The European Patent Office (EPO) has set out an ambitious vision to excel in its role as one of the world’s foremost intellectual property offices.
The EPO’s Strategic Plan (SP2023), unanimously adopted yesterday by its Administrative Council, focuses on achieving five goals that will ensure the EPO is capable of delivering excellence to all its stakeholders.
Staff engagement, a modern IT infrastructure, quality products and services and a high- impact European patent network have all been targeted as strategic objectives that will help the organisation to achieve its fifth and ultimate goal of future sustainability. Each goal features several key initiatives that will be implemented over the next four years, with some projects expected to extend beyond the duration of the current plan.
SP2023 was developed in consultation with the EPO’s 38 member states, patent system users, the public, national intellectual property (IP) offices and EPO staff in two rounds of consultation to ensure that the Office’s priorities strike a balance between all its stakeholders’ needs.
“This Strategic Plan is a clear vision of how we want our Office to look in the future, and how we plan to achieve it,” said EPO President António Campinos. “What we have now is a roadmap for achieving a more sustainable patent office for Europe, better equipped to succeed in an evolving IP landscape. We intend to be a more adaptable and agile organisation that can support inventors everywhere with improved and more responsive services. This may be ambitious, but with the commitment and expertise of our staff, we also believe that it is achievable.”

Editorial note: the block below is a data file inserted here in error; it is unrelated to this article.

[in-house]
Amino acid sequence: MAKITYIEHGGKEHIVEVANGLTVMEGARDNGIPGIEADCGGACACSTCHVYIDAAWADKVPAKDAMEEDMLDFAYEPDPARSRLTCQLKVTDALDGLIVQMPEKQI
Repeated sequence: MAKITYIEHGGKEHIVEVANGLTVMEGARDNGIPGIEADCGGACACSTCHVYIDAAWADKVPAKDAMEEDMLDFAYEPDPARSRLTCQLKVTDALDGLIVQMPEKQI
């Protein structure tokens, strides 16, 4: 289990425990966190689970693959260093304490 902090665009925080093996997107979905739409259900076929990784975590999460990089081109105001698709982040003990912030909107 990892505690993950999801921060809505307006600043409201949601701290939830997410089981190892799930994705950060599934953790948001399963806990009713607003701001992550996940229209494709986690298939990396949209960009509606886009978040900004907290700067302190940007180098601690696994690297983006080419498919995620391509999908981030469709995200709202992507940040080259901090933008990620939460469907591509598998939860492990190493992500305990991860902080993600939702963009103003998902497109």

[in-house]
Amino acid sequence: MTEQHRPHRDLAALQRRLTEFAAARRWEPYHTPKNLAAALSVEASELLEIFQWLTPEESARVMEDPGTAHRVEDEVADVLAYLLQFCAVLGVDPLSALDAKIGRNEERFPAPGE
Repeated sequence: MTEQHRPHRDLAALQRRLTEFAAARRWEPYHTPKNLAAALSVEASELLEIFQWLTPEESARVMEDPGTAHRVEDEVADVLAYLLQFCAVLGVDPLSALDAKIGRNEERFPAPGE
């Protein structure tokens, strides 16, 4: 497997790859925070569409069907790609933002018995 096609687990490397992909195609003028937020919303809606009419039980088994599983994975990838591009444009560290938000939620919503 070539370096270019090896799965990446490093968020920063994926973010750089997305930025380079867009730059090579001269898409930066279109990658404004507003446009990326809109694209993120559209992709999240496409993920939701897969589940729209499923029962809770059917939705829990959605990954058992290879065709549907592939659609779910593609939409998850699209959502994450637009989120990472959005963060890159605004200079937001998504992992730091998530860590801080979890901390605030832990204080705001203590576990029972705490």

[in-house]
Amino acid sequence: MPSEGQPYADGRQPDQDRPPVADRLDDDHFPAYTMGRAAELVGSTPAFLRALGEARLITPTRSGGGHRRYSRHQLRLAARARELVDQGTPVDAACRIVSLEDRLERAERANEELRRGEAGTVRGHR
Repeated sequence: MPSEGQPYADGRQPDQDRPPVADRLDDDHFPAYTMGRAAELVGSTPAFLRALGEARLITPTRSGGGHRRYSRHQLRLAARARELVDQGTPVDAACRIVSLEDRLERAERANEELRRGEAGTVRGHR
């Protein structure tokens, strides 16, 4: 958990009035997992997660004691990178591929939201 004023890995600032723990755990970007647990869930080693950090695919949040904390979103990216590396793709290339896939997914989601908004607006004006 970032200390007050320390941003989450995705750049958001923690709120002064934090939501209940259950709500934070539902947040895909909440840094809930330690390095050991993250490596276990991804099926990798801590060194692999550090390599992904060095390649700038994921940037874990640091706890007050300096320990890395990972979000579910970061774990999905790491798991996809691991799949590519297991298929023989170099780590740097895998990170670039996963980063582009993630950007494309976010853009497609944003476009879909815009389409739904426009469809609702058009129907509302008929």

New challenges, a new direction
Since its creation some 40 years ago, the EPO has built its reputation on providing high- quality products and services that are recognised globally: timely delivery of the patent grant procedure, thorough novelty searches, and predictable outcomes of the examination on patentability, as well as fair review procedures of its decisions.
The Strategic Plan was developed against the backdrop of rising demand for patent protection in Europe. Over 174 000 applications were filed at the EPO in 2018 and this figure is expected to grow at an annual rate of 3-4%. There is also clear evidence of the growing economic importance of IP protection. Within the EU, industries that make intensive use of IP rights such as patents, trade marks and registered designs account for some 38% of jobs, 42% of GDP and 90% of external trade. A recent study published by the EPO and EUIPO also showed that SMEs using European patents or bundles of IP rights are more likely to experience high growth.
However, the combination of an increasingly networked and globalised world economy, new players in the patent system, evolving stakeholder expectations and rapid technological change mean that the EPO faces complex new challenges. SP2023 is a roadmap that will help the EPO to rise to these challenges and make sustainable advances.
The Strategic Plan identifies five areas:
- Build an engaged, knowledgeable and collaborative organisation: SP2023 looks at several areas that will help staff to realise their full professional potential. Beyond staff retention measures, the EPO will continue to identify, attract and recruit talent in key areas.